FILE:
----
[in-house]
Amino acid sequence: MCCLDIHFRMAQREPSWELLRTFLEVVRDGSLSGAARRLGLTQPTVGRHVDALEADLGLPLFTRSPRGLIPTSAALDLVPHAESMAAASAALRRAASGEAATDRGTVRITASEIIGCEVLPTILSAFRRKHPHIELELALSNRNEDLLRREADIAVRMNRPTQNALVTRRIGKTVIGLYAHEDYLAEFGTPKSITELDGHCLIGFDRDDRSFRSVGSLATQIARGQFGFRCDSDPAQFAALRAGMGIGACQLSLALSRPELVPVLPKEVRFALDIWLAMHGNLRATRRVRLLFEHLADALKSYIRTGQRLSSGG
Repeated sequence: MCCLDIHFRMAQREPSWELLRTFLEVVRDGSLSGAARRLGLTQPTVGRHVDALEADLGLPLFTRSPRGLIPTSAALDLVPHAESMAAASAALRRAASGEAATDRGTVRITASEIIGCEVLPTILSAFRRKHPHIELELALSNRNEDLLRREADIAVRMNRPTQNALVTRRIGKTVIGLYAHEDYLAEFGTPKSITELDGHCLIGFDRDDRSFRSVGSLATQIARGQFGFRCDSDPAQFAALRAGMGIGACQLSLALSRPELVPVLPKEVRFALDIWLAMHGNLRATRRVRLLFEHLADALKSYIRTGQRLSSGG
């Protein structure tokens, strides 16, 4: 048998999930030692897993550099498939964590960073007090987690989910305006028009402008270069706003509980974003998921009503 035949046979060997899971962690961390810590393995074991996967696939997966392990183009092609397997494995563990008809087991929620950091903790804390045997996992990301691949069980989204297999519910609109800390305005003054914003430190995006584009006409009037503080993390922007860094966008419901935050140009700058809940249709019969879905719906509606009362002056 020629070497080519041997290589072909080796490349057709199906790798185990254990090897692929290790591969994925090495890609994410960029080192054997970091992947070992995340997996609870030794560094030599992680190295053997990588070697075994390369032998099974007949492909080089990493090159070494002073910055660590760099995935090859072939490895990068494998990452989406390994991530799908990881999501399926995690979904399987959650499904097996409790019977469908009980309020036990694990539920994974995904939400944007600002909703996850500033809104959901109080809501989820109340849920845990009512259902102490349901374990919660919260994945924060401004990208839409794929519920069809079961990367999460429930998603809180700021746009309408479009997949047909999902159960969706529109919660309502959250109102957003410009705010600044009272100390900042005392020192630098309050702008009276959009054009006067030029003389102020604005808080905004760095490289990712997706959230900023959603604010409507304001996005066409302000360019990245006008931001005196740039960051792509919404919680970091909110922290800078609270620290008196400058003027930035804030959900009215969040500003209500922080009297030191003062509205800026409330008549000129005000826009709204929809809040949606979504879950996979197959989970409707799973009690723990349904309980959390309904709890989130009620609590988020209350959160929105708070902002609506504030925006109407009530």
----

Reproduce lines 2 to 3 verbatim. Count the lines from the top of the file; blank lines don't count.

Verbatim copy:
Amino acid sequence: MCCLDIHFRMAQREPSWELLRTFLEVVRDGSLSGAARRLGLTQPTVGRHVDALEADLGLPLFTRSPRGLIPTSAALDLVPHAESMAAASAALRRAASGEAATDRGTVRITASEIIGCEVLPTILSAFRRKHPHIELELALSNRNEDLLRREADIAVRMNRPTQNALVTRRIGKTVIGLYAHEDYLAEFGTPKSITELDGHCLIGFDRDDRSFRSVGSLATQIARGQFGFRCDSDPAQFAALRAGMGIGACQLSLALSRPELVPVLPKEVRFALDIWLAMHGNLRATRRVRLLFEHLADALKSYIRTGQRLSSGG
Repeated sequence: MCCLDIHFRMAQREPSWELLRTFLEVVRDGSLSGAARRLGLTQPTVGRHVDALEADLGLPLFTRSPRGLIPTSAALDLVPHAESMAAASAALRRAASGEAATDRGTVRITASEIIGCEVLPTILSAFRRKHPHIELELALSNRNEDLLRREADIAVRMNRPTQNALVTRRIGKTVIGLYAHEDYLAEFGTPKSITELDGHCLIGFDRDDRSFRSVGSLATQIARGQFGFRCDSDPAQFAALRAGMGIGACQLSLALSRPELVPVLPKEVRFALDIWLAMHGNLRATRRVRLLFEHLADALKSYIRTGQRLSSGG